Writing In Retirement Blog

Computer Woes in Cartoons

Sometimes my frustration with technology gets to the point that my head feels like it will explode if my computer signals one more time Not Responding. In the past week, I have spent too much time twiddling my thumbs as I waited for my computer to do something – anything at all.  This resulted in me not being able to research and write this blog.  The depths of my ability to remain composed throughout this week tested me to the extreme. So dear friends I apologize for not having anything ‘writerly’ to add to this blog today, but perhaps you will enjoy these cartoons instead?

Please do anything! Buffer even …..

NOt Responding


Maybe if I click this ‘X’ something will work, or at least I can restart the dang thing….

computer clicks

Sigh, this is what happened…

cat No


It took all my fortitude not to do this.


crash computer


It all  made me yearn for these …

Typewriter 1

What about you? Have you ever wished for a hammer to slug your computer? Does anyone out there use a typewriter? Comments welcome!

Word Building for Writers: Five Tips

Words Scrabble

When writing I find it necessary to consider the words I use to develop my stories; both the meaning of the words and the descriptive power they display.  Considering the power of the meaning of words acts to relay a more exacting word picture to your reader.  The use of words that are vibrant gives your stories the punch needed to grab your readers and keep them interested. Here are some ways to build up your use of such words in your writing.


  1. Listing words that give more punch to your writing. Develop lists of power words divided into verbs, adjectives, and adverbs. You can even be more specific and list words to replace more mundane words, i.e., words to use instead of ‘nice,’ or ‘look.’
  2. Look up definitions. To make sure you are getting the best shade of meaning for a word, look up the definition. You may be surprised that there is an inference that you do not intend to give using a particular word. Example: Using the word ‘cackle’ instead of ‘laugh’ – do you honestly want to infer a shrill noise vs. something that is more gentle like a ‘giggle’ or ‘titter’?
  3. Use a thesaurus. I find using a thesaurus helps me when I am stuck finding a more powerful word or one which will make my meaning clearer. It helps me to find words which I wouldn’t necessarily use otherwise.
  4. Pay attention to word ‘roots.’ I studied Latin the during my school days, and it has been very helpful to me to understand and properly use words. Knowing things like the difference between ‘pre’ and ‘per’ – one means ‘beforehand’ as in preschool, the other means ‘thoroughly’ as in perfect.
  5. Be careful not to overuse. Try not to depend on a handful of powerful words, instead keep adding to your list of power words to build your vocabulary and make your writing fresh.


I hope this has been helpful to you in your writing. Comments are always welcome.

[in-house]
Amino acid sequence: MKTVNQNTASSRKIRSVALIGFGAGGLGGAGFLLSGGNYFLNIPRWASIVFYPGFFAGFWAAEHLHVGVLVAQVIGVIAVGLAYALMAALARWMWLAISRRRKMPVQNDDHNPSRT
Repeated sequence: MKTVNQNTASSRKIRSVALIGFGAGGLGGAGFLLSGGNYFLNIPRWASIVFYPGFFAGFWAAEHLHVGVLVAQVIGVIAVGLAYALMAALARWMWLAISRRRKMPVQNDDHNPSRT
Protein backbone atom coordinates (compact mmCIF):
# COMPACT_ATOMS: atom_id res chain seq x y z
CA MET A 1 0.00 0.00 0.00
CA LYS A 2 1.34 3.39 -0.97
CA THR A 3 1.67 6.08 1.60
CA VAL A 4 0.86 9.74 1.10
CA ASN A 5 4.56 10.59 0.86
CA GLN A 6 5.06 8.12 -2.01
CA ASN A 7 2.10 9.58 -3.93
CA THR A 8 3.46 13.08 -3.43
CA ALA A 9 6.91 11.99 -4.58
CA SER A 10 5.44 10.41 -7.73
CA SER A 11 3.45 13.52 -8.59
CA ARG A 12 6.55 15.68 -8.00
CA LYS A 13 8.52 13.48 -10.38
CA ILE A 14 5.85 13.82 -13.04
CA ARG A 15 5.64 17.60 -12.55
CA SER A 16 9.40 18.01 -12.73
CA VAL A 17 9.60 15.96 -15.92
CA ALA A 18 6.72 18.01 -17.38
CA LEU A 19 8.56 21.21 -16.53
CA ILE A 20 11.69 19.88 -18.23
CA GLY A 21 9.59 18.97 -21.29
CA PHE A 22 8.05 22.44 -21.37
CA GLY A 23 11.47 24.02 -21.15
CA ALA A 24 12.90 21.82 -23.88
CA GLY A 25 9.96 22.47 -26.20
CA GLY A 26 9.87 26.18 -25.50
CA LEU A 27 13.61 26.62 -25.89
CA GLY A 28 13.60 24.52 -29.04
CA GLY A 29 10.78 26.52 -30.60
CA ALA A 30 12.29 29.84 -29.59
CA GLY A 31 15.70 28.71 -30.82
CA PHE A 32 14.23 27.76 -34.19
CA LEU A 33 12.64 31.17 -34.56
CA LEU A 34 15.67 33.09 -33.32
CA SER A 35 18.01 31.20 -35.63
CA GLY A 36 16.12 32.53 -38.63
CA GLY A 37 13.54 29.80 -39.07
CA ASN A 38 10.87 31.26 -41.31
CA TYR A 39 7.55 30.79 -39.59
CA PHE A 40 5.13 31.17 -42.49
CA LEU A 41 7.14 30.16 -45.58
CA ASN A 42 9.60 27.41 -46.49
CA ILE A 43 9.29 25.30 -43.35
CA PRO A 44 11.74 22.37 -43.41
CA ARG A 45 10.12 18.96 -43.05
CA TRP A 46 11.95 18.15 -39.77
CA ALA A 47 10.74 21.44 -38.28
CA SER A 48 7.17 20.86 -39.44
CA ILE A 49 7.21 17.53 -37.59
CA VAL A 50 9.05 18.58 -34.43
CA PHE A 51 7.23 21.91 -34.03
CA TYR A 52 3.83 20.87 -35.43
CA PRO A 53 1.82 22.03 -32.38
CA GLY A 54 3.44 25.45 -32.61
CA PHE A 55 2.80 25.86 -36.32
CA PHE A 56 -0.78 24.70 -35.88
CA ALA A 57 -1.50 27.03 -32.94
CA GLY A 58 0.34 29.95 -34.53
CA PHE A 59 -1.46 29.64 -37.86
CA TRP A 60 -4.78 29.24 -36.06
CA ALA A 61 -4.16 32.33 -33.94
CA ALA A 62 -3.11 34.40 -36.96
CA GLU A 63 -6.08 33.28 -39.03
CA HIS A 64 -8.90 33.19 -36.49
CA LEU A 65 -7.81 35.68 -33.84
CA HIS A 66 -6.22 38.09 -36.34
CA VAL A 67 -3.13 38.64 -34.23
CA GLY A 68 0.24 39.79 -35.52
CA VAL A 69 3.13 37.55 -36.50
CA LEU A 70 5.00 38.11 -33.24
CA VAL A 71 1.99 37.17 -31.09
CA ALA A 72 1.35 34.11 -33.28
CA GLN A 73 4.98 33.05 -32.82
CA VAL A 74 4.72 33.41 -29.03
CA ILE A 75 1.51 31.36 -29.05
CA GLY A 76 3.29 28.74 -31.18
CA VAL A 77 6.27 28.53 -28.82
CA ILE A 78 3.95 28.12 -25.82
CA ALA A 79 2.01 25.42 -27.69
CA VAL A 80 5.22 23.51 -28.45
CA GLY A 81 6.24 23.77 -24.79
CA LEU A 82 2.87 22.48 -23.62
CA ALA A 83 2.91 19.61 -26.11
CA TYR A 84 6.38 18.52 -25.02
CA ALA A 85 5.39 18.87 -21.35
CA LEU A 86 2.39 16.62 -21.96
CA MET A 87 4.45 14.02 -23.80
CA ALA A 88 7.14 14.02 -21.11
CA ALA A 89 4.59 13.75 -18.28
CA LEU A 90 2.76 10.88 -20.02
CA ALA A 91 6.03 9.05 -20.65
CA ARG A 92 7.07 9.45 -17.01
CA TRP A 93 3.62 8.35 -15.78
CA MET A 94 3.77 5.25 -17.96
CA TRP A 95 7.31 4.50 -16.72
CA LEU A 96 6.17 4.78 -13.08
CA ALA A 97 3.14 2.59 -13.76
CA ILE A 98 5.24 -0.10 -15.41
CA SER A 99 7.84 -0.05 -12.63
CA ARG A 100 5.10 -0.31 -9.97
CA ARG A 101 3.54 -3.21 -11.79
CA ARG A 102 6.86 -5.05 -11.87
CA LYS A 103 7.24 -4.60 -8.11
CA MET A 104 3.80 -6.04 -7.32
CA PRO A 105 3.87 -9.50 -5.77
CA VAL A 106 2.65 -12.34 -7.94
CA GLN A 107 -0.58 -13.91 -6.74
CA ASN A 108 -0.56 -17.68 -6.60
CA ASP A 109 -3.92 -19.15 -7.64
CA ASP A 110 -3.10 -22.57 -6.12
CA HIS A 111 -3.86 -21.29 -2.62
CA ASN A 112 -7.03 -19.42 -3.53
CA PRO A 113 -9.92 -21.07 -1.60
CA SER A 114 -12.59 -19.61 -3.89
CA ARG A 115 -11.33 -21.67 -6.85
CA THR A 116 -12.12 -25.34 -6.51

Dead End or Fixer Upper? What to do when your short story doesn’t work.

Deadend                  OR                          fixup

There comes a time when you are working on a story, and you realize that it just isn’t working. What to do? Is it time to just stop and put it in the drawer, or should you try to fix it up? Before you delete it or tear it up, it’s time to look closely at the story. First, identify what is working in the story, then evaluate what isn’t working. Here are some problems you may encounter and what you can do to fix them.  

The story gets stuck. Fix this by brainstorming ten to twenty possible ‘What next? scenarios’. Be as ridiculous or brilliant in these possibilities. Pick one and write from there.

The main character or setting isn’t working. The fix of choice is to jazz up the character or setting with something quirky. If your story’s setting is an ordinary store, slip your characters into an antique shop, or creepy mansion. What would Harry Potter’s story be like if he had gone to an all boys school instead of a school for wizards? If your main character isn’t very interesting, give them an obsession or odd characteristic. After all, would Scrooge have been such a memorable character had he not been obsessed with money?

The story drags. Fix the slowness by tightening up your sentences. Make the sentences shorter and more dynamic. By varying the length of your sentences, you can build tension and keep your reader engaged in the action.

The story is too wordy, or you need a lower word count. Is the problem you are telling and not showing? Fix this by editing out those adjectives and adverbs – replace them with strong nouns and verbs. Challenge yourself to edit out one word from each sentence, and you can decrease you word count significantly.

An information dump grinds the action to a halt. A great fix for this problem is to work that information into the dialogue. Having two or more characters discuss the backstory makes the information more interesting, and you can add shading as to what the characters think about the information at the same time.

The ending is too serene or trite. Again, to fix this problem brainstorming is your friend. Consider several possible endings. Adding some romance or violence to the ending might create a satisfactory resolution. Also, it isn’t necessary to resolve all the threads of the story. Leaving some threads open-ended can allow your readers to conjure their own possibilities, or allow you to leave them waiting for your next story.

So the next time you are having a difficult time with a story try these fixes and see if you can salvage it.


I’m always open to responding to comments.

Funny Bones for Writers: Six Cartoons to Make You Smile

Today I would like to share with you some funnies about writing. I imagine that most of us can see ourselves in these laughable cartoons!

 After my last blog post on the Perfect Word, this Snoopy cartoon makes me blush!

Right word

How did this cartoonist know this about me?

mewriting cartoon

Can we all dream of being as honest as Snoopy?


This one speaks for itself.


 This has to be the writer’s curse.

sleeepless muse

I dare say, is this the furure of writing?


I hope you all had a laugh over these. Any comments would be appreciated.









The Perfect Word

Mark Twain“The difference between the almost right word and the right word is really a large matter.”

Mark Twain